Shillong: The Hynniewtrep Youths’ Council (HYC) on Wednesday urged the Law Commission of India not to implement Uniform Civil Code (UCC) in Meghalaya as it will dilute and replace the prevailing custom and usages, and provisions under the Sixth Scheduled of the constitution.
“It (UCC) will dilute the provisions under the Sixth Schedule and the powers of the autonomous district councils, it will violate the federal structures of India and also it will interfere into the religious affairs,” the Council said.
In its submission to the Law Commission, the HYC suggested the Law Commission that it should recommend that the central government should help the autonomous district councils in Meghalaya by financially assisting them and other aid and guidance to codify and legislate the different personal laws.
Meghalaya is covered by the Sixth Schedule provisions of the constitution.
Under the Sixth Schedule of the Constitution, Meghalaya has three district councils – the Khasi, Jaintia and Garo Hills.
“The indigenous people of the state still have the confidence in these autonomous district councils and they still want to govern themselves by customs and traditions on various personal laws,” the council said.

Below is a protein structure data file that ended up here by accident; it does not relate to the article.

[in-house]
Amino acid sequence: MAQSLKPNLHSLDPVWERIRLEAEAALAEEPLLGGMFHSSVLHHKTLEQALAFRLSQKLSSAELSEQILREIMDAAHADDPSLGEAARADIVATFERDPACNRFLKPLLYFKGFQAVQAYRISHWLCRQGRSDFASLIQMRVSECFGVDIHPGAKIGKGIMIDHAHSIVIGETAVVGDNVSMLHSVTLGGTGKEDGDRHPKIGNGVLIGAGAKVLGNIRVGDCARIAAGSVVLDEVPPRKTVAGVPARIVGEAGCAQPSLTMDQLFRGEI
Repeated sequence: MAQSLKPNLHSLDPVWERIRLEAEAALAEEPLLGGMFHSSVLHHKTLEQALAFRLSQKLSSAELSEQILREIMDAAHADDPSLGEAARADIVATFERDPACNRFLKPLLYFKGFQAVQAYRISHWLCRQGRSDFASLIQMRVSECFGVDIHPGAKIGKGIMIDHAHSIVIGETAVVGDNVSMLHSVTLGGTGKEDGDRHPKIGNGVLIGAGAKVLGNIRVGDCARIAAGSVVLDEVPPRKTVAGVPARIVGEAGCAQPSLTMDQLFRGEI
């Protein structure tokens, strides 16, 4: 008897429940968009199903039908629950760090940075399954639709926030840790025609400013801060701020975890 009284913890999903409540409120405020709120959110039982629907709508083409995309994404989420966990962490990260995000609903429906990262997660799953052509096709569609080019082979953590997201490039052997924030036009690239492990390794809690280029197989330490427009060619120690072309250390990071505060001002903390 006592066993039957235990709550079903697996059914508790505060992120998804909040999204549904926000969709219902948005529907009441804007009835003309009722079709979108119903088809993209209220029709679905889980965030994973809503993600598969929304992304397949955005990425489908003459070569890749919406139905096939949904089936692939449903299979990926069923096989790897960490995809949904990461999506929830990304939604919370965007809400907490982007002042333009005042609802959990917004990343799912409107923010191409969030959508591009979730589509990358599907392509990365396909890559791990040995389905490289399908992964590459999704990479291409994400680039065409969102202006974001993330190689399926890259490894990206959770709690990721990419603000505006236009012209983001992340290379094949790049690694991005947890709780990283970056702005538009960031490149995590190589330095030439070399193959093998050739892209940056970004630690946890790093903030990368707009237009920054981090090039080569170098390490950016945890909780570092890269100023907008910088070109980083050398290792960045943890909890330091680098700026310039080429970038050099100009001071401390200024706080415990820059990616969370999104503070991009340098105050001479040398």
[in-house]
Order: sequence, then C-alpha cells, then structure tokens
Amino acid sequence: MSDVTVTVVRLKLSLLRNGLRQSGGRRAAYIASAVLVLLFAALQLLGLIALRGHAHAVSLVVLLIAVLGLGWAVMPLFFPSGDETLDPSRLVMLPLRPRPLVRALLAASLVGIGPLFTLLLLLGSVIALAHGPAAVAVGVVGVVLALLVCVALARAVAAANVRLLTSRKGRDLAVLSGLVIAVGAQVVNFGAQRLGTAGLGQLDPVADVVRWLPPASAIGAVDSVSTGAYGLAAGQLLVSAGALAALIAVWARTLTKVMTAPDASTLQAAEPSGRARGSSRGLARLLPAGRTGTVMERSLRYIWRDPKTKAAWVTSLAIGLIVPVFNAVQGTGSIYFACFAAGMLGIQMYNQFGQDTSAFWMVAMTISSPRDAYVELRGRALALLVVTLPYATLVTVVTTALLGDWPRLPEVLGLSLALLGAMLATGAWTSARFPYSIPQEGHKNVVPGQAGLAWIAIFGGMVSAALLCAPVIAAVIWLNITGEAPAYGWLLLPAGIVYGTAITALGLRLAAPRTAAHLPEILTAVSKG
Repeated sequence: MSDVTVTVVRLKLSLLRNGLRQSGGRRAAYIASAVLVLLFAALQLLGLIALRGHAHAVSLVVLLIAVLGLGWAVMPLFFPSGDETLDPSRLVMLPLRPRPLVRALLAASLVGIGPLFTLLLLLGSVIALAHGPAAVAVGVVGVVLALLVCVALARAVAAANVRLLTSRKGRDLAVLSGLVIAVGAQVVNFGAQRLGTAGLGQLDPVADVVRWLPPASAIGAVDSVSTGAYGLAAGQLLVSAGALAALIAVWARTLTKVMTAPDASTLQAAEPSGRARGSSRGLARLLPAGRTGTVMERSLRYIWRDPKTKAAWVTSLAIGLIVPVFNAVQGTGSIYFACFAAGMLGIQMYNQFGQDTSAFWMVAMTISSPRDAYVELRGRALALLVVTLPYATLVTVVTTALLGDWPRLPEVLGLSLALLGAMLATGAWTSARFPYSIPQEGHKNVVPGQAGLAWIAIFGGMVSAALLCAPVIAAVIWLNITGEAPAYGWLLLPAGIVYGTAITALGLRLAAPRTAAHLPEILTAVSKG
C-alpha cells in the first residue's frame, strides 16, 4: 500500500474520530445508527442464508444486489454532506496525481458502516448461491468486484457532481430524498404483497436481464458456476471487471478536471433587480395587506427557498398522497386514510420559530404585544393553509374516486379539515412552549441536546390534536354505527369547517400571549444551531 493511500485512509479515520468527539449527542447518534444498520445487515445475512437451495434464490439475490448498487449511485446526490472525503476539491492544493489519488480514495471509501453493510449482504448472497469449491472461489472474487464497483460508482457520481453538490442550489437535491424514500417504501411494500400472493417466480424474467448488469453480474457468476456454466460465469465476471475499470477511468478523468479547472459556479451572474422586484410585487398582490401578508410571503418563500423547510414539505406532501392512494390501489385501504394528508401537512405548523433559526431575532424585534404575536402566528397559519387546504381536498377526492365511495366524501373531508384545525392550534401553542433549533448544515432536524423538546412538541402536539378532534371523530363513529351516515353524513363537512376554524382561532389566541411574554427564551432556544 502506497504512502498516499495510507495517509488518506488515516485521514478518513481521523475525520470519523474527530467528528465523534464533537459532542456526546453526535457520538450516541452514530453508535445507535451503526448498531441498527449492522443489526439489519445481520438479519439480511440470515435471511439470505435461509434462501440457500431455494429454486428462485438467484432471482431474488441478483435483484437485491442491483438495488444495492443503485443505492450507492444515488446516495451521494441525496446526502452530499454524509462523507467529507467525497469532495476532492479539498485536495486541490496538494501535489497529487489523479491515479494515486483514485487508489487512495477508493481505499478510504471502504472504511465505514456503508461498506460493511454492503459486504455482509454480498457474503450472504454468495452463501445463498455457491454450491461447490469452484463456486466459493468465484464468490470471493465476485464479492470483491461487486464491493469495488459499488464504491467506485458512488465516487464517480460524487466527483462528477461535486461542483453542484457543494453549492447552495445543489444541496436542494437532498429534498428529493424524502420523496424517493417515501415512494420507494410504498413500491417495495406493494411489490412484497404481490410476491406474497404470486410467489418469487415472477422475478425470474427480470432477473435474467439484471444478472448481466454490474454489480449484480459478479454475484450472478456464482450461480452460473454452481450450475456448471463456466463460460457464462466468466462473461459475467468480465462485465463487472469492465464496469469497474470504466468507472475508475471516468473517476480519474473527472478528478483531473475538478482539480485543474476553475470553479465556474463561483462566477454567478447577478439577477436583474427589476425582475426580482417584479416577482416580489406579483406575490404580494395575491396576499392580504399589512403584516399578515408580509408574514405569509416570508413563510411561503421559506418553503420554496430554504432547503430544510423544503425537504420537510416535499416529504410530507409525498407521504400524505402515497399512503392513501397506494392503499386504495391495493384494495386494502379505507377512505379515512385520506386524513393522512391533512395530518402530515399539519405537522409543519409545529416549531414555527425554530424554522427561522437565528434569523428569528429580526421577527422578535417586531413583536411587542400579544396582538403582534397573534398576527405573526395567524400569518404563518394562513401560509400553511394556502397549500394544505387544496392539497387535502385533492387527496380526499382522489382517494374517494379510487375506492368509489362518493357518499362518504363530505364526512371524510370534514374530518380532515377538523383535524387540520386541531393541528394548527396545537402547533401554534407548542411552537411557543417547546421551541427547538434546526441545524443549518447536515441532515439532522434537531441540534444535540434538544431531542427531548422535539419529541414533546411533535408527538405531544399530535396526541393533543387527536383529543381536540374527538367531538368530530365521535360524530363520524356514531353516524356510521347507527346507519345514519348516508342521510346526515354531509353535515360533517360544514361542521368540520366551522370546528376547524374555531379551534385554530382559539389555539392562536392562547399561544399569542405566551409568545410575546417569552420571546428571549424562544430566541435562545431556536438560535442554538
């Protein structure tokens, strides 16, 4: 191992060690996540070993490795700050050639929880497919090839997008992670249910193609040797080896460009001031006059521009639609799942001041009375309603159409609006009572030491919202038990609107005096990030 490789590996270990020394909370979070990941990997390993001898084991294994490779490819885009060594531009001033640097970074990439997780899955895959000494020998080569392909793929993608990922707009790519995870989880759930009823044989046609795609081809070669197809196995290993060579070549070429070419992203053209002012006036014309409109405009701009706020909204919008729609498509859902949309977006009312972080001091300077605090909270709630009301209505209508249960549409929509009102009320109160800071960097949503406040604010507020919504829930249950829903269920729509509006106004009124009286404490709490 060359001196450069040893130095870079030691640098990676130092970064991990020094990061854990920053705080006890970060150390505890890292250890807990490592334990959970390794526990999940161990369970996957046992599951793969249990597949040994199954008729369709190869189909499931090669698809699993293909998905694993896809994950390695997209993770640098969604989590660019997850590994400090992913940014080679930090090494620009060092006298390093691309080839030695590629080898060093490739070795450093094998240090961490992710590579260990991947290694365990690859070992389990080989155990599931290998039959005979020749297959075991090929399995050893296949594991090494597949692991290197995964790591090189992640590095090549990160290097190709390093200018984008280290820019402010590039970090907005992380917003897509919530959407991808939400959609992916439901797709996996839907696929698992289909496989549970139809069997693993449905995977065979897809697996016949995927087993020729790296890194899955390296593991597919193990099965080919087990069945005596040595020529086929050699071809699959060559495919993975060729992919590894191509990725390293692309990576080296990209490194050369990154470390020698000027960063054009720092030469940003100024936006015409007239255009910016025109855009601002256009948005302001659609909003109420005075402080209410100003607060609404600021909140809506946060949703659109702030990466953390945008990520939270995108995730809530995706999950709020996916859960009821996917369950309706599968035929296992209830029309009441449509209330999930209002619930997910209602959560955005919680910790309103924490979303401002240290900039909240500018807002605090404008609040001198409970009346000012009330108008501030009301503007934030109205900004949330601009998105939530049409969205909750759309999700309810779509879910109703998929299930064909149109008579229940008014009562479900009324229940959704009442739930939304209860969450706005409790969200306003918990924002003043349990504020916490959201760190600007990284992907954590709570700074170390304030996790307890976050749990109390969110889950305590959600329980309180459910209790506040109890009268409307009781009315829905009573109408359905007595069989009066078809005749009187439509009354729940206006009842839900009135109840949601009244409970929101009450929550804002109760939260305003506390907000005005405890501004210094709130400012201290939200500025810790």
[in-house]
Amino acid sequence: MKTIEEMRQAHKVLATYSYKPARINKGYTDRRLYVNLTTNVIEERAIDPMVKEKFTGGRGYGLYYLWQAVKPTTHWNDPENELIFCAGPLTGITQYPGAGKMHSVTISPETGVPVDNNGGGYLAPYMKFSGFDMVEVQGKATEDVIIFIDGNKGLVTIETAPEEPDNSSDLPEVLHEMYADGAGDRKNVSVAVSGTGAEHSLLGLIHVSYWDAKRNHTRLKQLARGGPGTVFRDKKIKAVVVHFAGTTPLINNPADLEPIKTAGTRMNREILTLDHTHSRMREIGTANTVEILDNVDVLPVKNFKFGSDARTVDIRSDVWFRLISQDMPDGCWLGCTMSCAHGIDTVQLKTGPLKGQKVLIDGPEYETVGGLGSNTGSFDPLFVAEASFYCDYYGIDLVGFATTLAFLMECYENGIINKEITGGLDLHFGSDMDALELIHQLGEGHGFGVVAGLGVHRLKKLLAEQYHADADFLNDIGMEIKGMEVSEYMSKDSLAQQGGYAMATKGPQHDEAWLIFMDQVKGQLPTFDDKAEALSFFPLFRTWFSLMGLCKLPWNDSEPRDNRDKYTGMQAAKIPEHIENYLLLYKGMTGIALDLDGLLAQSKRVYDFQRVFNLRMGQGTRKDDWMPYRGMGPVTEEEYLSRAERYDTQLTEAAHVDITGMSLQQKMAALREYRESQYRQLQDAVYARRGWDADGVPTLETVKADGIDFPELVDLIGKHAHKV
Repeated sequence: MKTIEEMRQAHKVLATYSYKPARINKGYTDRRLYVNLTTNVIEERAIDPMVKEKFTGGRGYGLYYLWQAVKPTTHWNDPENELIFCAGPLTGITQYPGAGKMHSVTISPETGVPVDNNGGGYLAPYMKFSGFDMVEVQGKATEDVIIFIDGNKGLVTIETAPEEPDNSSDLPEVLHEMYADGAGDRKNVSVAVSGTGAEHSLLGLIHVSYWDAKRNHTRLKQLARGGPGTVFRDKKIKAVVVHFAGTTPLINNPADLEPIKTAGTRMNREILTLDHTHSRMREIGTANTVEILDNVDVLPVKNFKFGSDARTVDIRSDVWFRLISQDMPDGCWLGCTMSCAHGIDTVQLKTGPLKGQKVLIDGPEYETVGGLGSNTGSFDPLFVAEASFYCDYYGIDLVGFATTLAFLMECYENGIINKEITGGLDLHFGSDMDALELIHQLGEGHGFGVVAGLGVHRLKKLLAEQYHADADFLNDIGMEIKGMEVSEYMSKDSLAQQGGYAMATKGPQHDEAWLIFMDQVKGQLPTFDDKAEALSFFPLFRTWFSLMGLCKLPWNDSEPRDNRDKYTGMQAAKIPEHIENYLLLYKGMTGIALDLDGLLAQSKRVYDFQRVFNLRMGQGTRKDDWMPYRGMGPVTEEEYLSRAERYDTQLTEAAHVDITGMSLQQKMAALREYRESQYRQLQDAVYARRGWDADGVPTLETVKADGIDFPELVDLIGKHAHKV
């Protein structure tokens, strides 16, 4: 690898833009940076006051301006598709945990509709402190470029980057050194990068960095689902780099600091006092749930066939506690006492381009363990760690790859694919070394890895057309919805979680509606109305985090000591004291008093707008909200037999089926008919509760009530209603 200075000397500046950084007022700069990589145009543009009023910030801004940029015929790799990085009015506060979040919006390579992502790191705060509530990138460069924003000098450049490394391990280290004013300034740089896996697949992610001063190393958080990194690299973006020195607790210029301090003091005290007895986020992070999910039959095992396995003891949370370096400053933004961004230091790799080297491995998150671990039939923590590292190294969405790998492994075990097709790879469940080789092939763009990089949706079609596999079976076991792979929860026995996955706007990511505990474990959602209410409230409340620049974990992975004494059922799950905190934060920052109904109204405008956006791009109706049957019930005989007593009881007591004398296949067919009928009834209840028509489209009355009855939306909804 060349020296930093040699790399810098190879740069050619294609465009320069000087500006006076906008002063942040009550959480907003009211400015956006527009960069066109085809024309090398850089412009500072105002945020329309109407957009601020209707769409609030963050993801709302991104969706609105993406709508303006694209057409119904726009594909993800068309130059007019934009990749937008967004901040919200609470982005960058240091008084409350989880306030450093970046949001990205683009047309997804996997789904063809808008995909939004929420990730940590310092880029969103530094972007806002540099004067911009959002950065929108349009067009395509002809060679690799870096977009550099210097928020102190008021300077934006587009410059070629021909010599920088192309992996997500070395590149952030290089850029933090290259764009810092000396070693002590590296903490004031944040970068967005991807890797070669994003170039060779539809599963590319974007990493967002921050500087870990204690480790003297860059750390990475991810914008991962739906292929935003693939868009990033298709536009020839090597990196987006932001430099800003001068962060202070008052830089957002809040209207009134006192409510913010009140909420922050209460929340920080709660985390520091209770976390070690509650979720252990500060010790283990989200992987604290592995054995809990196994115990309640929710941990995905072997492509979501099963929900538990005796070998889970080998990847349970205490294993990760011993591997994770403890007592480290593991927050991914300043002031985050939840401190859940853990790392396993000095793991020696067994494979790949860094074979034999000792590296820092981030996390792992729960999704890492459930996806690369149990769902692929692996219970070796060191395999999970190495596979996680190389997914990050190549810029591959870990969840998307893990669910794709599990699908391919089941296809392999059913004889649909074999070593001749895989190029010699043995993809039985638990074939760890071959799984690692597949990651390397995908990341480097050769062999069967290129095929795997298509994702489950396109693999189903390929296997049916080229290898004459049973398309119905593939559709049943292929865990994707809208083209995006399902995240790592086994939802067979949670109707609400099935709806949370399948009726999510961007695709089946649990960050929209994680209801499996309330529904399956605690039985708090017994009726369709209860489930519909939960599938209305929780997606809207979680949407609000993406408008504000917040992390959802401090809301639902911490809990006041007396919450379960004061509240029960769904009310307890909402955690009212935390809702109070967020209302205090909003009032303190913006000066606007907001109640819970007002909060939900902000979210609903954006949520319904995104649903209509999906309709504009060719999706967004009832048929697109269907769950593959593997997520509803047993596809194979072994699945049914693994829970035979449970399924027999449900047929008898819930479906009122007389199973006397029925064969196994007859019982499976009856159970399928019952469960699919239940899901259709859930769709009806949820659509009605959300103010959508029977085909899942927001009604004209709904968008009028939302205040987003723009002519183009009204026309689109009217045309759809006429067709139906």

Pointing out that personal laws like marriage, divorce, inheritance, adoption, maintenance, guardianship, co-parenting, etc are also the powers of the state government, the HYC said, Meghalaya has already enacted various laws on marriage, inheritance, etc and these have been implemented and accepted by the people of the State.
“If the Parliament of India brings the UCC, it will violate the federal structure as envisaged in the Constitution which is uncalled for,” it argued.
Noting that India is a Nation with multi religions and the Constitution guarantees the protection of every religion and its unique norms the HYC said, “Meghalaya is a State where the majority are Christian and there are also people who are practising the traditional faiths along with other religions like Hindu, Muslims, etc.
“We are of the opinion that UCC will dilute the religious norms on matters like marriage, divorce, etc and we feel that it is the constitutional duty of any government to respect each and every religion by allowing these religions to follow their own unique norms and not by replacing these norms,” the HYC said.
Furthermore, the organisation said that since the 21st Law Commission of India in its report in 2018 recommended that UCC is neither necessary nor desirable, the centre should not implement it.